Oh you Lance wanna-be.

Actually, I agree that the segregationists do have a habit of doing everything they can to prevent the voices of anyone who has actually ridden a few miles from being heard, at least in the West Coast cities where I have been active. There's been a growing Balkanization of cycling over the years and it's not serving us well. Time was when racers were also commuters and tourists also rode centuries and such and century riders also raced and bike polo was something to do on wet fields in the winter. It was all just excuses to ride.

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Old 08-14-14, 03:13 AM   #31
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The needs and desires of a cycling enthusiast, roadie, transportation cyclist, people who ride casually, and people who ride as a last resort are all different.
It often seems that advocacy is by, and aimed at improving the cycling experience of enthusiasts and roadies, rather than to make riding a bicycle attractive to the average person.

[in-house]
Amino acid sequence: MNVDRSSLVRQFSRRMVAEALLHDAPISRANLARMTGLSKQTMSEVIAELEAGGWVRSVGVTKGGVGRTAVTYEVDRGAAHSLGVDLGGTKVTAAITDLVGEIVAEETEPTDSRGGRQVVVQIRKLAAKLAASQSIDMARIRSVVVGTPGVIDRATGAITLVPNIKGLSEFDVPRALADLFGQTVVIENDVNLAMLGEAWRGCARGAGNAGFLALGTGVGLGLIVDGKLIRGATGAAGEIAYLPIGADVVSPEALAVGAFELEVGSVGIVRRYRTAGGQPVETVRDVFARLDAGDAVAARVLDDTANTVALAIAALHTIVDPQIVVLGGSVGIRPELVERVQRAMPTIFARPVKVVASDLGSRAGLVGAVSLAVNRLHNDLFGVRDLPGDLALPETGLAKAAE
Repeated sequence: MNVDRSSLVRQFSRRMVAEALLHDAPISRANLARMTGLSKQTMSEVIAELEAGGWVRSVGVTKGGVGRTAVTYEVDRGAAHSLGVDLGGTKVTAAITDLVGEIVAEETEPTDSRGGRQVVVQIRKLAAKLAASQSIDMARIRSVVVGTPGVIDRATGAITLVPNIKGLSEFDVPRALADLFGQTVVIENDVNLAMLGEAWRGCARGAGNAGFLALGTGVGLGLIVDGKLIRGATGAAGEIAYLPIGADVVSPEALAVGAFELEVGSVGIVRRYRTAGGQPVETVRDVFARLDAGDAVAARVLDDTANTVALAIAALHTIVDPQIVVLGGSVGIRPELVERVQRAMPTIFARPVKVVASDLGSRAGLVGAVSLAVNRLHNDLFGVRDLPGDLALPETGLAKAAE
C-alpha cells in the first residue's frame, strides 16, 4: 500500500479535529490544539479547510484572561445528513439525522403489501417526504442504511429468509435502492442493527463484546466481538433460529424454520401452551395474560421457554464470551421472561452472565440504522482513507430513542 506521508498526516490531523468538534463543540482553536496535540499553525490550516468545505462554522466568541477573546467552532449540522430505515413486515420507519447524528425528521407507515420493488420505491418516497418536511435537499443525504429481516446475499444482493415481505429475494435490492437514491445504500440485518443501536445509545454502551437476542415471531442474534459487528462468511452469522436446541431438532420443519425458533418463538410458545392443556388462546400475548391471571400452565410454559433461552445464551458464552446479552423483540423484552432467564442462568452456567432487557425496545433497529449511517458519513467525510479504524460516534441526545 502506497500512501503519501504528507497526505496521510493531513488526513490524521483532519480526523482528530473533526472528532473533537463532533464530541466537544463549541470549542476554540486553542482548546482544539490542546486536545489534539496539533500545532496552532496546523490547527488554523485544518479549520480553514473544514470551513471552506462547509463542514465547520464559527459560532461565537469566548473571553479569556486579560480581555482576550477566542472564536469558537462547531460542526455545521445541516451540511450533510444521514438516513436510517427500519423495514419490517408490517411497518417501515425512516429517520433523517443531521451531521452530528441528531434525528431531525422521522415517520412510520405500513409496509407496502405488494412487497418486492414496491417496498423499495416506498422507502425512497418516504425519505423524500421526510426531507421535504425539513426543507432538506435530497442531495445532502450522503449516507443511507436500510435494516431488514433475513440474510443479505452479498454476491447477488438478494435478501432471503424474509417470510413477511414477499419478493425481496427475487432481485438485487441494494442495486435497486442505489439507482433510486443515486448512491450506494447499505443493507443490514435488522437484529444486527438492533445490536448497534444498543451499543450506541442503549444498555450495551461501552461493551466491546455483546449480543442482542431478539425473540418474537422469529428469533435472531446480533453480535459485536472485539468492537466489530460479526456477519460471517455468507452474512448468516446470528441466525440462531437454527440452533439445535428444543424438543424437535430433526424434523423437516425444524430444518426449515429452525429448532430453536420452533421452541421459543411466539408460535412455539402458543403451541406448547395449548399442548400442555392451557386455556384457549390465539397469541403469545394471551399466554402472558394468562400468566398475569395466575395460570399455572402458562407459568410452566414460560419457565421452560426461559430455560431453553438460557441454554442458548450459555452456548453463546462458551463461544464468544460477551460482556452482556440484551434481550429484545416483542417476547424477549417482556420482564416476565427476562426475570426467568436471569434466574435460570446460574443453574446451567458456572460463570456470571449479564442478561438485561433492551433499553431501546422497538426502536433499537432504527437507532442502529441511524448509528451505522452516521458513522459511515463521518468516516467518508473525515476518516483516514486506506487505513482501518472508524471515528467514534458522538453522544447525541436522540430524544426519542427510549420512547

most places aint attractive to start riding

if you want to count to 10, you have to start at 1, wich is cycling facilities for experienced riders
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Old 08-14-14, 04:01 AM   #32
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BICYCLIST: ??

How do you define, "bicyclist"?


I don't define "bicyclist" ... it's not a word I use. It is not included in my vocabulary.
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Old 08-14-14, 07:14 AM   #33
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The term bicyclist, cyclist, bike rider, all mean the same to me. They mean someone that is riding a bike or a trike. For some small egotistical group to say that anyone that doesn ride an approved bike, with an approved kit is not a bicyclist or cyclist or bike rider is laughable. In my book ANYONE riding a bike or trike from the age of two on up is a bicyclist!!!! What do those people gain by dissing anyone that rides?
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Old 08-14-14, 08:21 AM   #34
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The terms cyclist and bicyclist may be strictly defined in law or the technical lexicon of transportation engineering, but in use in the general population the meaning needs to be determined from the context in which it's being used. Personally, I'll use them to mean somewhat different things depending on to whom and what it is I'm talking about.